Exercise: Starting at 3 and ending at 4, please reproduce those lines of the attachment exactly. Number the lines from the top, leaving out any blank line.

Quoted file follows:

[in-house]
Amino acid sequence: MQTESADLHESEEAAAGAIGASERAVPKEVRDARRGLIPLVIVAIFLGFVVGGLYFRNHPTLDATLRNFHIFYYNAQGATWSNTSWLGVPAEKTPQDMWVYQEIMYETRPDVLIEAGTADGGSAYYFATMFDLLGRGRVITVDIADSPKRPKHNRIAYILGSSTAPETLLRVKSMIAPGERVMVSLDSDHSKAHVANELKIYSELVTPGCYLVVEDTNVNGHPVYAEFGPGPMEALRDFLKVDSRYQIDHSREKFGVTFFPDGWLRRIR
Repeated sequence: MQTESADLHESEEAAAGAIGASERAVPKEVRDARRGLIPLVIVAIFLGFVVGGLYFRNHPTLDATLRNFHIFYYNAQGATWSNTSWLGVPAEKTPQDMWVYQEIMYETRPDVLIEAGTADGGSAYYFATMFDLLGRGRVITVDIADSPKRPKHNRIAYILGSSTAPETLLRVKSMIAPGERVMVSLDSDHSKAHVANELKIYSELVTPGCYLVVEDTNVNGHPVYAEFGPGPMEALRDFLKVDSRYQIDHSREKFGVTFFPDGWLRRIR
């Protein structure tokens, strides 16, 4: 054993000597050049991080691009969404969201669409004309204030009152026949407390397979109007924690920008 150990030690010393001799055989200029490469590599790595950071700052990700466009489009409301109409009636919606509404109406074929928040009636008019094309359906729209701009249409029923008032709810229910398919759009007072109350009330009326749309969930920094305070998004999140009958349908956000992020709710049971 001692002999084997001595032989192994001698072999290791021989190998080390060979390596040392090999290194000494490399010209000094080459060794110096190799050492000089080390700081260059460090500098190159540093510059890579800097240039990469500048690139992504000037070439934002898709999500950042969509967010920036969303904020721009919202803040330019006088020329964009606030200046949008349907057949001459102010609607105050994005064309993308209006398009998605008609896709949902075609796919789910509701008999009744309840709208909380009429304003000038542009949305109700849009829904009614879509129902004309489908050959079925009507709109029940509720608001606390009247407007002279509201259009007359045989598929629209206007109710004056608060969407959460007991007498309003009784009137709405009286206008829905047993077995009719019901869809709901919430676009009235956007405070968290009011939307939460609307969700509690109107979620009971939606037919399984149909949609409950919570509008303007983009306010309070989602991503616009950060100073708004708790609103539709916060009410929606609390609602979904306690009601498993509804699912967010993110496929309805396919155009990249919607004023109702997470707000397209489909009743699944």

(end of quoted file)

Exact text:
Repeated sequence: MQTESADLHESEEAAAGAIGASERAVPKEVRDARRGLIPLVIVAIFLGFVVGGLYFRNHPTLDATLRNFHIFYYNAQGATWSNTSWLGVPAEKTPQDMWVYQEIMYETRPDVLIEAGTADGGSAYYFATMFDLLGRGRVITVDIADSPKRPKHNRIAYILGSSTAPETLLRVKSMIAPGERVMVSLDSDHSKAHVANELKIYSELVTPGCYLVVEDTNVNGHPVYAEFGPGPMEALRDFLKVDSRYQIDHSREKFGVTFFPDGWLRRIR
């Protein structure tokens, strides 16, 4: 054993000597050049991080691009969404969201669409004309204030009152026949407390397979109007924690920008 150990030690010393001799055989200029490469590599790595950071700052990700466009489009409301109409009636919606509404109406074929928040009636008019094309359906729209701009249409029923008032709810229910398919759009007072109350009330009326749309969930920094305070998004999140009958349908956000992020709710049971 001692002999084997001595032989192994001698072999290791021989190998080390060979390596040392090999290194000494490399010209000094080459060794110096190799050492000089080390700081260059460090500098190159540093510059890579800097240039990469500048690139992504000037070439934002898709999500950042969509967010920036969303904020721009919202803040330019006088020329964009606030200046949008349907057949001459102010609607105050994005064309993308209006398009998605008609896709949902075609796919789910509701008999009744309840709208909380009429304003000038542009949305109700849009829904009614879509129902004309489908050959079925009507709109029940509720608001606390009247407007002279509201259009007359045989598929629209206007109710004056608060969407959460007991007498309003009784009137709405009286206008829905047993077995009719019901869809709901919430676009009235956007405070968290009011939307939460609307969700509690109107979620009971939606037919399984149909949609409950919570509008303007983009306010309070989602991503616009950060100073708004708790609103539709916060009410929606609390609602979904306690009601498993509804699912967010993110496929309805396919155009990249919607004023109702997470707000397209489909009743699944």